Wednesday, January 20, 2010

Nicholas Sparks and the "Oh, Snap!" Factor

Earlier today, my friend Ali and I somehow started talking about Nicholas Sparks stories. Oh, wait, now I remember why we started talking about them--I was making fun of her for reading Dear John. Before I go any further, I should clarify: I hate Nicholas Sparks. I. Hate. Him. Well, I don't hate him--I just hate his stories. They're so over the top, ridiculously sappy that I would rather take a knife, stick it in my side and dig it around until I disembowel myself than sit through one more stupid movie based on one of his novels. To date, I've only seen two movie adaptations and read zero novels--and I'm embarrassed to say I saw the movies. Ali normally shares this sentiment, but she saw the preview for Dear John, wanted to see it, and figured she would read the novel beforehand. Guess what? She hated it.

Which brings us around to the topic of our conversation. Is there a story Nicholas Sparks has written that isn't depressing? We started comparing notes on the books we've read or the movies we've seen and out of the handful we discussed--five--not a one has a happy ending. Oh, sure, some of them have happier endings, but we weren't able to call them truly happy endings. Someone either dies or the two people in love can't be together because of some other factor. Which brings us to the "Oh, Snap!" factor and makes Nicholas Sparks kind of a douche.

What is the "Oh, Snap!" factor, you ask? Well, it's something we made up. Have you ever verbally dissed someone and then triumphantly exclaimed, "Oh, snap!" afterwards? This is exactly what Nicholas Sparks is doing to his characters and, indirectly, his audience. Cases in point (spoiler alerts):

1. A Walk to Remember

In a nutshell: The unlikely love story of a Christian girl and a rebel boy in which the Christian girl shows said rebel boy the true meaning of unconditional love and he discovers that what's inside the book isn't always reflected in its cover. However, the couple's love is tested and they are eventually ripped apart when the Christian girl reveals that she is terminally ill and ends up dying.

What Nicholas Sparks is really saying: "The homely Christian girl turned out to be pretty nice, eh? So now you're in love? Can't live without her? Want to marry her? Okay, we can arrange that. But she'll have to die eventually. Oh, SNAP!"

2. The Notebook

In a nutshell: A couple's love survives all odds including family expectations, physical separation and Alzheimer's Disease.

What Nicholas Sparks is really saying: "You love this girl, right? So after a tumultuous relationship and break-up, you'll marry her. But then she's going to come down with Alzheimer's Disease and won't remember you anyway! Oh, SNAP!"

3. Dear John

In a nutshell: Army Guy meets Girl. They fall in love. Army Guy then gets sent overseas for a few years, where he communicates with Girl via letter-writing. Girl ends up getting engaged to another guy while Army Guy is overseas, but Guy #2 has cancer and might not live as they don't have money for treatment. Girl breaks up with Army Guy via letter. Meanwhile, Army Guy's dad dies, and Army Guy comes back home. Army Guy is left with some money so he anonymously donates it to Girl for treatment for Guy #2. Guy #2 ends up living and he and Girl live happily ever after while Army Guy is left lonely and grieving.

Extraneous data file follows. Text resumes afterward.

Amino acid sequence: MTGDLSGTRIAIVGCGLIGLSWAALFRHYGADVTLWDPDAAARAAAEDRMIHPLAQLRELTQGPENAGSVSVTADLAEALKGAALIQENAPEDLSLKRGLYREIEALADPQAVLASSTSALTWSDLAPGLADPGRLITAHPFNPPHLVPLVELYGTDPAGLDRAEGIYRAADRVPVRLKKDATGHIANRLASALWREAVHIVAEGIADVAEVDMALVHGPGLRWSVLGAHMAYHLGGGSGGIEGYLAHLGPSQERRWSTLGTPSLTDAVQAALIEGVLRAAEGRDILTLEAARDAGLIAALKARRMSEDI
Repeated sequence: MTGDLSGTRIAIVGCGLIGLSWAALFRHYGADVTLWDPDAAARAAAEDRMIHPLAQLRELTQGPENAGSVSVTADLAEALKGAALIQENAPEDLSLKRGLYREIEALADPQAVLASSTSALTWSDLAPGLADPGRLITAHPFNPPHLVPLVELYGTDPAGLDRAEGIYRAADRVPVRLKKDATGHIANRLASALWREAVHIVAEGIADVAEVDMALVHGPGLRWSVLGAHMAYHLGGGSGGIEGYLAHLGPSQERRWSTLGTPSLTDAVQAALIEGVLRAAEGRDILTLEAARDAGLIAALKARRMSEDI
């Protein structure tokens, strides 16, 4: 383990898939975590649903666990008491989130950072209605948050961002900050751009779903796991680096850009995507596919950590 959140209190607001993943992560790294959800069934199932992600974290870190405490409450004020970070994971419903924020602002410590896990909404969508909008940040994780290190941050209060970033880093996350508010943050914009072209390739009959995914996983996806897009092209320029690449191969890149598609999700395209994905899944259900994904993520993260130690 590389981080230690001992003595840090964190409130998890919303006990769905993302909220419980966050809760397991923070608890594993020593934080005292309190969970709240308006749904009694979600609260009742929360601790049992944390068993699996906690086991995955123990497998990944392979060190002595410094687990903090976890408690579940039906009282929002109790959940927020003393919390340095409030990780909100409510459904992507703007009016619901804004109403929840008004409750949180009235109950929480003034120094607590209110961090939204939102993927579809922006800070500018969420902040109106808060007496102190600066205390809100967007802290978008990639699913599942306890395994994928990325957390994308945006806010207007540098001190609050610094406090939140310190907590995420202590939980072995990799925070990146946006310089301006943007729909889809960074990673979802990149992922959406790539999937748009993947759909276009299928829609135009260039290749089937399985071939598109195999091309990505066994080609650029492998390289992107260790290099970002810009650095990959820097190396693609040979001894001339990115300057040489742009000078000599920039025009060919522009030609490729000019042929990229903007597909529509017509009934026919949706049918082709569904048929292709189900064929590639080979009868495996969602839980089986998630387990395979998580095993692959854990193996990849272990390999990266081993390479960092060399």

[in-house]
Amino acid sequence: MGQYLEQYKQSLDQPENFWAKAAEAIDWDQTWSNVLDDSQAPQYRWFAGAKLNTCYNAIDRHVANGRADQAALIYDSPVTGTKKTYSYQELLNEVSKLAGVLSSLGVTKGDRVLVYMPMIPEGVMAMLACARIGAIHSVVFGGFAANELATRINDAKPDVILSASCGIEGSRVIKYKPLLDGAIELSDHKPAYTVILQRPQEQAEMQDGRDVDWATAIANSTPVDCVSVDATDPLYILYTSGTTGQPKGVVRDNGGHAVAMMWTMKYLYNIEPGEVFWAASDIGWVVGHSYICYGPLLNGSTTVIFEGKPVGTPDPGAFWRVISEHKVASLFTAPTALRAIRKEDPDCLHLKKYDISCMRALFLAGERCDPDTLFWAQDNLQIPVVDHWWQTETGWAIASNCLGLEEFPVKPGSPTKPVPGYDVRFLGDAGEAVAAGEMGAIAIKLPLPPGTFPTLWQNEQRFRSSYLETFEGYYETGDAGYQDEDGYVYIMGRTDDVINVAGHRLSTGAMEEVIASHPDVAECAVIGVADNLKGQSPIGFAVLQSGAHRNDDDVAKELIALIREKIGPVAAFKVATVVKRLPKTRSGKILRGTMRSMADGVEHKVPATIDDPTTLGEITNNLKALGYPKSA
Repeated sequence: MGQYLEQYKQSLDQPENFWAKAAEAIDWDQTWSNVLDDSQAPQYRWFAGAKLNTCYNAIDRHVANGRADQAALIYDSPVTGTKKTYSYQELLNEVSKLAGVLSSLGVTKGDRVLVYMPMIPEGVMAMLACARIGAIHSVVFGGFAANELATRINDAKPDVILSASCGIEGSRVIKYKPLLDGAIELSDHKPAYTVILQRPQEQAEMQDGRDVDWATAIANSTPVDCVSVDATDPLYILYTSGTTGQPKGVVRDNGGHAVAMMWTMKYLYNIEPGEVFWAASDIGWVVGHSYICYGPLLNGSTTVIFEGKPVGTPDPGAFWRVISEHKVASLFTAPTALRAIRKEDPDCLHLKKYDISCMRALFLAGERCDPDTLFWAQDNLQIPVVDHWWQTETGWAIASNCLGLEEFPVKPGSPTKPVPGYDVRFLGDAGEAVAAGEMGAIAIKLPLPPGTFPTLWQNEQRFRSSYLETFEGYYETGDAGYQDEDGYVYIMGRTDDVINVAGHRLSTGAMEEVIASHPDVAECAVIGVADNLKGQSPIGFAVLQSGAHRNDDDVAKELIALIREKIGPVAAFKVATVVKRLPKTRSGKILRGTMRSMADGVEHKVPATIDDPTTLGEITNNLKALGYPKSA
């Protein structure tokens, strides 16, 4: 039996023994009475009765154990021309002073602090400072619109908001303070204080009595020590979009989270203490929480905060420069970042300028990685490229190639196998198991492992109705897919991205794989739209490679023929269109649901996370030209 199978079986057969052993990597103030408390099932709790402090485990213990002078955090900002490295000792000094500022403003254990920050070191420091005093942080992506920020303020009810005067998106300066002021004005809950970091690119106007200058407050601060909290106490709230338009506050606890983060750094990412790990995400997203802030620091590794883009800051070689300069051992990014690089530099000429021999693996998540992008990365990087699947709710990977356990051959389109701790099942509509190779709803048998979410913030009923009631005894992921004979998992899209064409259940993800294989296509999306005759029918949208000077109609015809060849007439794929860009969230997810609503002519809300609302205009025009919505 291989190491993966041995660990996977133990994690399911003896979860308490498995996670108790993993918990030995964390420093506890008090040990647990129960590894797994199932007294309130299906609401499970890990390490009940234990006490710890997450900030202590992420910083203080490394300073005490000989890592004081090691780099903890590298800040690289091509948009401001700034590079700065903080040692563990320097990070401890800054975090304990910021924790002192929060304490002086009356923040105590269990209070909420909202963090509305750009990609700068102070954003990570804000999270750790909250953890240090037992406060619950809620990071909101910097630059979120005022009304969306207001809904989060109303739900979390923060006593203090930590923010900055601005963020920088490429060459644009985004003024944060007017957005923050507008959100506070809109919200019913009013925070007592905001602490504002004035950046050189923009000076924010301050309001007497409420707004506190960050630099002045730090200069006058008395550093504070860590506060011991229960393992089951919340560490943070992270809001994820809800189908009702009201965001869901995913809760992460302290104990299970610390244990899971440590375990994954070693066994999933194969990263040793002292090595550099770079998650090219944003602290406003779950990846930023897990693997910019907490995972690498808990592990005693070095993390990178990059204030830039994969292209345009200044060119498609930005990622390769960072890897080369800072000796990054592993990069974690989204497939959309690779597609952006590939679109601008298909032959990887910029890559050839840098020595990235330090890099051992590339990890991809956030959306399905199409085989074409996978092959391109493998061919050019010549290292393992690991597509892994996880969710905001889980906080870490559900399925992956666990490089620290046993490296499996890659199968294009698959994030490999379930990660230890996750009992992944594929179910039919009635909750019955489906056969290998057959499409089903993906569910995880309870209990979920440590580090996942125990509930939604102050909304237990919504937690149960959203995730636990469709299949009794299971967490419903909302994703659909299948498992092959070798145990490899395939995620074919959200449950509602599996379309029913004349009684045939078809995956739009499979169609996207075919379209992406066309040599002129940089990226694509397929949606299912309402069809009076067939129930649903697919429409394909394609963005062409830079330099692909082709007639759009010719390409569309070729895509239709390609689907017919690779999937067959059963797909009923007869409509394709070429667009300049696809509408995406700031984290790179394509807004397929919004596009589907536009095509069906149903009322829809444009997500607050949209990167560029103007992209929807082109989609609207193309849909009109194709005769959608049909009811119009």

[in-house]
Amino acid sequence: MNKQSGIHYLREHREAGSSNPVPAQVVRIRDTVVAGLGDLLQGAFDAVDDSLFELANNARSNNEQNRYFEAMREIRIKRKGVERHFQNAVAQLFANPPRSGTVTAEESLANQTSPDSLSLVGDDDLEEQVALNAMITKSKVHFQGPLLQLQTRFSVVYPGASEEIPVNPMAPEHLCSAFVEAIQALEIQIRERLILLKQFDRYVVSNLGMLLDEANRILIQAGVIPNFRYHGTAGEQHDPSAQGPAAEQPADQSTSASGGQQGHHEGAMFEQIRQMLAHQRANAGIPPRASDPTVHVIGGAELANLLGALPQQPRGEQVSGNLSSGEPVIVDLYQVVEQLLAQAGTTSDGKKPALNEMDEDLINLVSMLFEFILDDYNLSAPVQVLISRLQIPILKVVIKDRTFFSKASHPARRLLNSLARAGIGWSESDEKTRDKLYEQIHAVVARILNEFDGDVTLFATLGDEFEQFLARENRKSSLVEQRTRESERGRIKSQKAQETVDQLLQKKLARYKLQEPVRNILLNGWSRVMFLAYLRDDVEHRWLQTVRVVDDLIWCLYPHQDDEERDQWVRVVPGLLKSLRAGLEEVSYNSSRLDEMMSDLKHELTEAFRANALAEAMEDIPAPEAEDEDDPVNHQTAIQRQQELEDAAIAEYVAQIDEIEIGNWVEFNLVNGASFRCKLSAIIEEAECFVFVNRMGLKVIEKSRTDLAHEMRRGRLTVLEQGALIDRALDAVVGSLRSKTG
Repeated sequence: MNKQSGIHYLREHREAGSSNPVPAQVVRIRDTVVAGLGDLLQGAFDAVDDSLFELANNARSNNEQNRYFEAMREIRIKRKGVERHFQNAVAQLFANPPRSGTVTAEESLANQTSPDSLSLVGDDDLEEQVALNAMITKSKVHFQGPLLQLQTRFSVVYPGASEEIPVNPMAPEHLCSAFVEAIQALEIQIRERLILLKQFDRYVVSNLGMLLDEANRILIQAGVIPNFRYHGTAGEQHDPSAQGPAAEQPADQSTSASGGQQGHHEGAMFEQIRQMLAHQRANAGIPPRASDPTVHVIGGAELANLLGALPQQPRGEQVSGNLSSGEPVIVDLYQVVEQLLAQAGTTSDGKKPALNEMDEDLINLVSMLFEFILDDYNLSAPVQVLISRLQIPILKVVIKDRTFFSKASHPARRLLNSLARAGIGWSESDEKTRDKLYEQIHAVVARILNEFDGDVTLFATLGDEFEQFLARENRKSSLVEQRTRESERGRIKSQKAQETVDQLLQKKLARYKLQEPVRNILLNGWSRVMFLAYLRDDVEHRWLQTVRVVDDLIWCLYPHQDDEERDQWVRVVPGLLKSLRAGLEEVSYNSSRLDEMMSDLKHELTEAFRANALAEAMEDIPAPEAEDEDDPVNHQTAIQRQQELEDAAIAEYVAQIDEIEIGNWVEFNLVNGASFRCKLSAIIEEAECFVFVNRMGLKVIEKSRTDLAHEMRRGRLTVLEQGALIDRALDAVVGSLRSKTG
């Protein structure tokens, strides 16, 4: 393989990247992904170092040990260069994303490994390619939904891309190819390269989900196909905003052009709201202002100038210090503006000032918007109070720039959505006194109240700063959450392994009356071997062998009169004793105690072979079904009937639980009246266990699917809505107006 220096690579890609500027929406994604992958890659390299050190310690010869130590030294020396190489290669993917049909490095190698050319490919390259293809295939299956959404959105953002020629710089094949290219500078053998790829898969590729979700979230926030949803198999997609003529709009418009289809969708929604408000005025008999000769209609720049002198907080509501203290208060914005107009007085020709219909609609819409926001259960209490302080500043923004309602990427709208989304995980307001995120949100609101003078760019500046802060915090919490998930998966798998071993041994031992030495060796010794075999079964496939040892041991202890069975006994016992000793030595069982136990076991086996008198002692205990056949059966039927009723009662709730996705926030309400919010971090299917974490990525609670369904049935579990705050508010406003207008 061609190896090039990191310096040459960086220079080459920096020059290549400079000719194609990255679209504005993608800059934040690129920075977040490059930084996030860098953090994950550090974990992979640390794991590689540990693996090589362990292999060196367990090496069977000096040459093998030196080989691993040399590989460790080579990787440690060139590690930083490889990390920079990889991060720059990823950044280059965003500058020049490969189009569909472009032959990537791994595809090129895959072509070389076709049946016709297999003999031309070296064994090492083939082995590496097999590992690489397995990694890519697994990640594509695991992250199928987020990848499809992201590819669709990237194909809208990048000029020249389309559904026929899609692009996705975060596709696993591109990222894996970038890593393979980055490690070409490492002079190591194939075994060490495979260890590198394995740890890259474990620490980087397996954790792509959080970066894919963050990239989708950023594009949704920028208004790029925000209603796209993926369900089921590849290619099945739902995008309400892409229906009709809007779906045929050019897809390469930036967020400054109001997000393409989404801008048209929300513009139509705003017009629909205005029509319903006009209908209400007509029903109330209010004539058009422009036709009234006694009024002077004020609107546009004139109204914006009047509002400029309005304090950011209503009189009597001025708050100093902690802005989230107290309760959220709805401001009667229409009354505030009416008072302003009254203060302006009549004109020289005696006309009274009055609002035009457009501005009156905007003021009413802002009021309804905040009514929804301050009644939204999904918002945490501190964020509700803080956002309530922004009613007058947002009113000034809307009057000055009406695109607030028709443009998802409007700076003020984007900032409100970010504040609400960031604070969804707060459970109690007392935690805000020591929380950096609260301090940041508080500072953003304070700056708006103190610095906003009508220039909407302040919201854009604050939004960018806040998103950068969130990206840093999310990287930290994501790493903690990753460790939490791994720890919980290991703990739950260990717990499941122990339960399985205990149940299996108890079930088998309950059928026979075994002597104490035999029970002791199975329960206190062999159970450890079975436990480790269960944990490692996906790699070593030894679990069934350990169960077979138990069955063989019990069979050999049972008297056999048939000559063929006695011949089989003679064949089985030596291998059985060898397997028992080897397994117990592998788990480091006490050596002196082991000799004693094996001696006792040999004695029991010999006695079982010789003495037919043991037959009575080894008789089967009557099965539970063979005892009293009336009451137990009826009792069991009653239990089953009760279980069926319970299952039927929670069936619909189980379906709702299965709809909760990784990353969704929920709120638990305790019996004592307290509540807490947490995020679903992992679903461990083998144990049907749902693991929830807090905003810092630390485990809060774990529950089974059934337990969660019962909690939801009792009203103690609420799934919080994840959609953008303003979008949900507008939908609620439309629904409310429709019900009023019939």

What Nicholas Sparks is really saying, "You love this girl, right? She's what's keeping you going while you're in hell overseas? You can't live without her, want to be with her forever? Well guess what? She's going to get engaged to someone else, and your dad will die! Oh, SNAP!"

4. The Last Song

In a nutshell: A teenage girl and her younger brother are sent to their dad's house for the summer. The teenage girl hates her dad for divorcing their mom and ripping their family apart and avoids interactions with him like the plague. She ends up falling in love with some guy and re-building her relationship with her father, who eventually dies. At some point in this mess, she and the guy also break up, but he ends up surprising her by visiting her at college. You're left wondering if their love will survive.

What Nicholas Sparks is really saying: "Isn't this nice, you're experiencing love for the first time and now you and your dad are getting back on track? BOOM: break-up and death, respectively, and you'll be left alone. Oh, SNAP!"

5. Nights in Rodanthe
In a nutshell: A woman's marriage is in the shitter, so she goes to a bed-and-breakfast to clear her head and think through things. She meets a guy who has an equally fucked-up situation under his belt, and they end up falling in love. The guy ends up forsaking their love for a trip to South America to reconcile with his estranged son, where he is killed.

What Nicholas Sparks is really saying: "It's nice to have someone to talk to, right? He's cute and considerate, right? Oh, you're in love? Well guess what? He's going to South America TO DIE. Oh, SNAP!"

So there you have it. Nicholas Sparks and the "Oh, Snap!" factor. What a sappy douchebag.


  1. I hate the ending too.

  2. I didn't read what you wrote about Last Song or Dear John because I don't want to be spoiled, BUT...

    for The Notebook at least it was realistic for the most part. MANY older people get Alzheimer's (including my Grandpa), and they had a solid 40 years of happiness together before that happened and they died with her remembering and in each other's arms.

    The other two.... yeah, Oh snap.

  3. LOL. I hate him sooooo much.

  4. Ok, but you gotta admit. The beach house in the Rodanthe movie was BAD ASS. I love that house. But yeah, super depressing otherwise.